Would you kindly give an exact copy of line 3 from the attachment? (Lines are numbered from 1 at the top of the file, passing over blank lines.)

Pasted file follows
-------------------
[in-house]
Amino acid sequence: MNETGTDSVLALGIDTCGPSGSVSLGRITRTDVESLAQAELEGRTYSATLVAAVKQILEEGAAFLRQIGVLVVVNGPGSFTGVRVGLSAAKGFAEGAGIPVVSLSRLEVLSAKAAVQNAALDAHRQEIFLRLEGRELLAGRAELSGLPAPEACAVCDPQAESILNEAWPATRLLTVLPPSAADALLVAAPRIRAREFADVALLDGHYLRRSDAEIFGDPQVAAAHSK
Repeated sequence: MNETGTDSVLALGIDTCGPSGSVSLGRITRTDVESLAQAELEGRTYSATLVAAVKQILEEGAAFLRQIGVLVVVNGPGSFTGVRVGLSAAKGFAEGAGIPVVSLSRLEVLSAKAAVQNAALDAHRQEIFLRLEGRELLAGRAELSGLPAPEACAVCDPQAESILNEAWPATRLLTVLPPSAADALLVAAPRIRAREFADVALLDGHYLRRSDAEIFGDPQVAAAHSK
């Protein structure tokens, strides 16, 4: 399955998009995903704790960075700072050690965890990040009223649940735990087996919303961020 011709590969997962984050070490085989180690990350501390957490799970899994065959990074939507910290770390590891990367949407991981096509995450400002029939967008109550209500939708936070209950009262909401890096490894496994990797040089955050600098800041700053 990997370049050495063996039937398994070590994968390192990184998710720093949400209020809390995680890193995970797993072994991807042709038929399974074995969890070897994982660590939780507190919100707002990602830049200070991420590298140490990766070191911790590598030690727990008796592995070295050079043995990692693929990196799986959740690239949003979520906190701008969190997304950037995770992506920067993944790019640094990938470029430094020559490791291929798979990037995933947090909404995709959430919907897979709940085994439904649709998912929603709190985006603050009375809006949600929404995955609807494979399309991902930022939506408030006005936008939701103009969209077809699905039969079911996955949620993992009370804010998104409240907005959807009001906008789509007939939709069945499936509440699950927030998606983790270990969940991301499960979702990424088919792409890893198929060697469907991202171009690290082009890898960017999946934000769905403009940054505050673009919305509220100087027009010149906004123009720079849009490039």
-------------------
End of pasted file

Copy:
Repeated sequence: MNETGTDSVLALGIDTCGPSGSVSLGRITRTDVESLAQAELEGRTYSATLVAAVKQILEEGAAFLRQIGVLVVVNGPGSFTGVRVGLSAAKGFAEGAGIPVVSLSRLEVLSAKAAVQNAALDAHRQEIFLRLEGRELLAGRAELSGLPAPEACAVCDPQAESILNEAWPATRLLTVLPPSAADALLVAAPRIRAREFADVALLDGHYLRRSDAEIFGDPQVAAAHSK